Frankly, I don’t think people will ask my question, because all they see is new and shiny. Whilst gamers will shout about DRM and corporations controlling what they can do, they will still use Steam, Google, Apple, and their ilk. They will still go out and buy both consoles. They will complain and moan about both… On their PCs, which they will pay money out on to keep on the technology curve and will outstrip both consoles after six months.

Buying Xcom has brought into focus that I need a new PC, as my current one really won’t run Windows 7 well enough. So I won’t be spending money on the new consoles simply because I already have two perfectly good machines and a computer I need to upgrade.

If you have any thoughts on this editorial, pop a comment on the site, Facebook or G+ page.

TigerTails Gaming Weekend

Something we’ve done for a couple of years for TigerTails Radio has been hosting a gaming weekend, for people to pop down and join us in some good console games for a few hours. This year we’re doing a bit more of the same – only this time you don’t need to come down to the studio to join us! We shall be playing a host of PC and console games – OVER THE INTERWEBS – and you can join us from the comfort of your own home. Yey!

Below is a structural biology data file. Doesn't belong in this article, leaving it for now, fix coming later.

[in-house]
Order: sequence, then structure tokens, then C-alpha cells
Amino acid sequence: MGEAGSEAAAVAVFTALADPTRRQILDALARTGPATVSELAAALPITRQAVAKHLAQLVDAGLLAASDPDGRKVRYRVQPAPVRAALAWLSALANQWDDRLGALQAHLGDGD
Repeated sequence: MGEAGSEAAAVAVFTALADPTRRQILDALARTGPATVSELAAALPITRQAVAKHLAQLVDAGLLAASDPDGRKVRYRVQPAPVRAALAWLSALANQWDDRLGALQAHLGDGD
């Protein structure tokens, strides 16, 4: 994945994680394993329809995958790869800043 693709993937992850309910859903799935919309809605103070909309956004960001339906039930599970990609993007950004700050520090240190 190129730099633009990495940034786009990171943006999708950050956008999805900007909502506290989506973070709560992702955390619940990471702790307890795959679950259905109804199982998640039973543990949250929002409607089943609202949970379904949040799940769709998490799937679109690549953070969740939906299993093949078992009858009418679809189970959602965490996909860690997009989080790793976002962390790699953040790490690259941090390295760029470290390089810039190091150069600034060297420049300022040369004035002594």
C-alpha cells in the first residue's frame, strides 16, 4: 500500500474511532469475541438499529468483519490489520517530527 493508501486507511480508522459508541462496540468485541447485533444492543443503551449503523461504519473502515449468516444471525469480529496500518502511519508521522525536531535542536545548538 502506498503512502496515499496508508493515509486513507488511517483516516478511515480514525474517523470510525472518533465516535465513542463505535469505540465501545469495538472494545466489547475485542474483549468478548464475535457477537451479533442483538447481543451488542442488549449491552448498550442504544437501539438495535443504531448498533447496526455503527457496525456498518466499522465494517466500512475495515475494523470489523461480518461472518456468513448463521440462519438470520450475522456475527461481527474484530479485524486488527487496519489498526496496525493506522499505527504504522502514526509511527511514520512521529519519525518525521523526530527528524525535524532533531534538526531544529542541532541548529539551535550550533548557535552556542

Some of the games we’ll be playing online include:
The Ship – PC (Played online over Steam)
Minecraft – PC (Server URL to be provided nearer the time)
Artiemus – PC (Server URL will be the same as the Minecraft server, but the port will be different, obviously)
Super Street Fighter 4 Arcade Edition 2012 – PS3 (Endless Battle Mode)
Mortal Kombat 9 (AKA Mortal Kombat 2011) – PS3